Regular readers will know that the odds of a successful trade figure prominently in my analysis. In fact, the very first thing I do when analyzing off the symbols that have given bull or bear signals in a day is to pick out those among them whose breakouts have better than even odds of producing a profitable trade.
The weakness of odds is that they're historical. They look backward. They tell what has been.
And there's no way it can be otherwise. I can't get data from the future. The past is all I've got.
A characteristic of odds, and indeed all statistical analysis, is that the more examples you have in your analysis, the greater the likelihood that your analysis is correct.
That presents a challenge. That characteristic means that the further back in time I go with my analysis, the more examples I have and the more precise my results are.
But markets are changeable beasts -- just ask the gold traders -- and the older the data is, the less likely it is to reflect the present market reality.
I'm stuck between rock and a hard place -- analyze a shorter period back and gain nimbleness in my trading, or analyze a longer period and gain precision.
It calls for a compromise, and here's how I'm handling it now.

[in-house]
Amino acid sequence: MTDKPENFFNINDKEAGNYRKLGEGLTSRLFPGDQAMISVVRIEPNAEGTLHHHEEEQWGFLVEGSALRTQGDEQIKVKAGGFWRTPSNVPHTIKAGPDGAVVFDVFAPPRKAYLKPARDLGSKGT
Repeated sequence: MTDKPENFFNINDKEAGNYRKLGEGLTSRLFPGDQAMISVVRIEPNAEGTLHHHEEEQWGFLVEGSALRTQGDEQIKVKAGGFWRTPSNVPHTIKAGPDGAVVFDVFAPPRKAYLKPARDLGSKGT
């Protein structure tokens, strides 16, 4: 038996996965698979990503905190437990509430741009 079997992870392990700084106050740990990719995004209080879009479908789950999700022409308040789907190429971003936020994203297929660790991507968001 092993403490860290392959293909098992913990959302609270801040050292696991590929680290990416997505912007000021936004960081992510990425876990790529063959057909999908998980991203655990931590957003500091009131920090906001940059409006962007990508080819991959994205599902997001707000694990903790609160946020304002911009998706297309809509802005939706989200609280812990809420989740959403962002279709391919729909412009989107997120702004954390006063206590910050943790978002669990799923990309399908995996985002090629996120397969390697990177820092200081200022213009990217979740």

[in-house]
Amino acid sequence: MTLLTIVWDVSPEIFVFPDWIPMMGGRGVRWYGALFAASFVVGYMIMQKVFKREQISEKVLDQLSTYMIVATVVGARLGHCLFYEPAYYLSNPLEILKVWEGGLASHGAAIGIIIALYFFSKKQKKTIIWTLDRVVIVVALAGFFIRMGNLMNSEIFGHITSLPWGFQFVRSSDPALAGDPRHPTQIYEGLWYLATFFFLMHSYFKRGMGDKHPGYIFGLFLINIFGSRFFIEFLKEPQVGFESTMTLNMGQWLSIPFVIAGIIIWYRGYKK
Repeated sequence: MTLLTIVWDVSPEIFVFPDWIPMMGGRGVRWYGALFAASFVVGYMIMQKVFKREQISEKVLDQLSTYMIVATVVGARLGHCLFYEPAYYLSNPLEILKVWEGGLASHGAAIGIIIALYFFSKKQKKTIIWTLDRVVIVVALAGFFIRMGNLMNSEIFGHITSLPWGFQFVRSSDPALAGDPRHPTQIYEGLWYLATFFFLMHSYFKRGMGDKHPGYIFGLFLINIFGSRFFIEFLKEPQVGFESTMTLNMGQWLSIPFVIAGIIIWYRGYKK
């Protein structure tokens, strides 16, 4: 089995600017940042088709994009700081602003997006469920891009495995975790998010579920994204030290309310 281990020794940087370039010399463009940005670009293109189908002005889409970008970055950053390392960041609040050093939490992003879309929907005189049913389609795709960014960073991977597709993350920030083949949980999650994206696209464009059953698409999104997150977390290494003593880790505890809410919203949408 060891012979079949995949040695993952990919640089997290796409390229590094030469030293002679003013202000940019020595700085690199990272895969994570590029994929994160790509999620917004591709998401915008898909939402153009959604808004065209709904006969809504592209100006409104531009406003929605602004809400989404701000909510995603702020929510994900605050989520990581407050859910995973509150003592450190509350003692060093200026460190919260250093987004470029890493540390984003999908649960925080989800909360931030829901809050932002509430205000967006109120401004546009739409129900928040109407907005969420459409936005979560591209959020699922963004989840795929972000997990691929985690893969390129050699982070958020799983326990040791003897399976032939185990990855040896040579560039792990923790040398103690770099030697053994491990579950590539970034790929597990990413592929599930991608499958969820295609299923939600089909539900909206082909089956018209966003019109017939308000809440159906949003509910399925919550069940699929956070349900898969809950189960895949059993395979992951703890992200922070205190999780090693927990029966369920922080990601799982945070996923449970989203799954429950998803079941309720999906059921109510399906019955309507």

My universe of symbols, drawn from all symbols traded on the major exchanges, consist of those with better than even odds of a profitable signal in one or both directions within the last year. Selecting this universe out of the 9,000-plus total symbols traded takes time, so I update the universe once a week.
My daily initial screening, to identify those signals with greater than even odds of success in the direction, also relies on the odds of success for breakouts within the past year, and it is those odds, applied to the average yield for breakouts within the past year, that I use in calculating a magnitude score that combines the odds and the yield, narrowing my list still further.
Most stocks and exchange-traded funds have only a handful of signals each year, so the analysis for each is based on a fairly small, but also timely, data.
At that point, I'll usually be in a position where I can take a look at the longer-term odds, going back to early 2009, when the present post-recession recovery began. Those will be a factor in my final selection.
The procedure is the opposite of what I was doing up to this week. Previously, I gave priority to the long-term odds and yields.